Coronavirus: Is COVID-19 deadlier than we thought?
Among the key questions shaping debate around restrictive health measures to combat COVID-19 is how dangerous is the new coronavirus. Is it more like a bad strain of influenza, or is it deadlier?
Health experts say it's too early in the pandemic for a definitive answer because the basic information to make that calculation—how many people contracted COVID-19 and how many died of it—isn't fully known due to testing limitations.
But on March 3, before the rapid spread of cases prompted lockdowns around the U.S., the World Health Organization's director-general reported that "globally, about 3.4% of reported COVID-19 cases have died," and "by comparison, seasonal flu generally kills far fewer than 1% of those infected."
Today, by the WHO's global case and fatality tally, the world's COVID-19 death rate is twice what it reported in March—7%. Other organizations tracking figures, such as Johns Hopkins University, show a similarly high global case fatality rate. Regionally, the figures vary more. WHO and Johns Hopkins figures for the U.S. show a rate around 6%, while the WHO's figures for Europe indicate a rate of 9%.
"COVID19 is a pretty severe disease," said Santa Clara Valley Medical Center Dr. Heng Duong, who rattled off similar case fatality rates to the Santa Clara County board of supervisors this week. "It is true most people do OK. But when folks get sick, they get really sick."
By comparison, SARS—Severe Acute Respiratory Syndrome—caused by a cousin of the new coronavirus killed 774—10% - of the 8,098 people it infected in a 2003 outbreak, according to the U.S. Centers for Disease Control and Prevention. But that virus proved not nearly as infectious, so it didn't spread far.
The 1918-19 influenza pandemic, one of the most severe in history, which killed an estimated 50 million globally and 675,000 in the U.S., is generally estimated to have had a case fatality rate of more than 2.5%.
Duong and other experts said the true case fatality rate for COVID-19 may be much lower because there likely are a large number of people who have been infected with mild symptoms and were not confirmed through testing, which has largely been focused on those seeking hospital treatment or in high-risk settings.
But Duong added that "even if the case fatality rate is closer to 1%, that's actually very high," noting that seasonal influenza's fatality rate is about a tenth of that.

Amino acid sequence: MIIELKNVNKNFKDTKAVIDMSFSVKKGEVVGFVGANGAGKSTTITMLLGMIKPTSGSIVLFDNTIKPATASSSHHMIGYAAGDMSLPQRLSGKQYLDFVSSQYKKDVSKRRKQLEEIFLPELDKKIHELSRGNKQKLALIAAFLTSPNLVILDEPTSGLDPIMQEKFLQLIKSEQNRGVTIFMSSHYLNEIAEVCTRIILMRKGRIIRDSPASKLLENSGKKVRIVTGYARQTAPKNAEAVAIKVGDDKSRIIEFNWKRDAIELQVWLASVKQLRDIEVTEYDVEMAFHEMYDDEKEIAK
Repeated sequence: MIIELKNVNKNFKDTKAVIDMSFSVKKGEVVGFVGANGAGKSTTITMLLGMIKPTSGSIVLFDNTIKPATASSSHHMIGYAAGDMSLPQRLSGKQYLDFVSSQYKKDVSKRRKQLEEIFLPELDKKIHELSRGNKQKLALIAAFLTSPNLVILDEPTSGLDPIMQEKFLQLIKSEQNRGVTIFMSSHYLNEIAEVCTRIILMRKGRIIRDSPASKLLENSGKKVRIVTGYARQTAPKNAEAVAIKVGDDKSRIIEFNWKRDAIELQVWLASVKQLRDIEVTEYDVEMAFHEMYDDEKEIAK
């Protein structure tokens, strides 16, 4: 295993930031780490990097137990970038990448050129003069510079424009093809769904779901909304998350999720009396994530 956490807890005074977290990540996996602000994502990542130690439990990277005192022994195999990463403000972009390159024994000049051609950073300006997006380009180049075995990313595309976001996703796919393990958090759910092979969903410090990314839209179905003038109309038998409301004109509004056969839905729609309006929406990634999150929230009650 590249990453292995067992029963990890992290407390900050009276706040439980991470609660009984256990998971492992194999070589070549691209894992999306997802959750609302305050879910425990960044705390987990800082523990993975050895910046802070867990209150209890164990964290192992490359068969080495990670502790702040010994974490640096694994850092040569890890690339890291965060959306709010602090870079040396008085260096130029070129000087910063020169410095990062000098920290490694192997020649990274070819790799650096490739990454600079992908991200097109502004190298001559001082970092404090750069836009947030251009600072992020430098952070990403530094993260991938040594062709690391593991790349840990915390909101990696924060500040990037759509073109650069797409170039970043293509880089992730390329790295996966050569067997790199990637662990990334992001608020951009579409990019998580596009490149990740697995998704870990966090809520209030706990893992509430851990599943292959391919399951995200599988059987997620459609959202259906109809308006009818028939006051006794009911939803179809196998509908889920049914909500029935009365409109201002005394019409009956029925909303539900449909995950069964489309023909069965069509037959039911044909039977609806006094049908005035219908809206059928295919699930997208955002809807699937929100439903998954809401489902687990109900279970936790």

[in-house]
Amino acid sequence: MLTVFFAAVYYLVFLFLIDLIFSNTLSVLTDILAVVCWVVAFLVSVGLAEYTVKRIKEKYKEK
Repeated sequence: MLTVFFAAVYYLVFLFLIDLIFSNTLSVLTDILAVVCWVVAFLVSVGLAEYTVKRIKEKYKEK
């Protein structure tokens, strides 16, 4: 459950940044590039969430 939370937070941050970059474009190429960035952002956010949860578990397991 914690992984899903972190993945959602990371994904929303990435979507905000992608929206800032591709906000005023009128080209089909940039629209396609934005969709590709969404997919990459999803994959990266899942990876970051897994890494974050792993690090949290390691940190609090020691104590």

What does all this mean for us? Dr. Robert Siegel, a Stanford University professor of microbiology and immunology, said the relative danger of the disease has been part of a tug-of-war between advocates and critics of public health lockdowns aimed at checking the virus' spread. But the specific case rate ultimately doesn't matter much—the public health response will be the same.
"There is a political component in how these things are being estimated," Siegel said. "The fact is, we know this is a serious disease. We already know this is more serious than the flu. If you get the disease and the case fatality rate is 1% or the case fatality rate is 5%, I think you'd treat those the same. That would be an alarmingly high rate—you wouldn't play Russian Roulette with those odds. If it's 1 in a million that's something else."
The debate comes amid recent reports acknowledging a wider array of symptoms and complications in many COVID-19 cases—from "COVID-toe" skin lesions and loss of smell to kidney, heart and neurological damage, blood clots and strokes. Duong noted that influenza can cause some of those symptoms in some cases too, though the frequency has been higher with COVID-19. Still, he said about eight in 10 infected with the disease are able to ride it out at home.
Dr. Stephen Luby, an epidemiologist and professor of medicine at Stanford University, believes broader testing will eventually increase the number of people who have been infected and pull down the case fatality rate.
"Some people do become very ill from this virus, but I do not see any evidence that this is substantially worse than the cases reported out of China early in the epidemic," Luby said. "I still expect the infection fatality ratio to remain less than 1%. I expect that it will be worse than a typical influenza year, but not as bad as the influenza pandemic in 1919."
©2020 The Mercury News (San Jose, Calif.)
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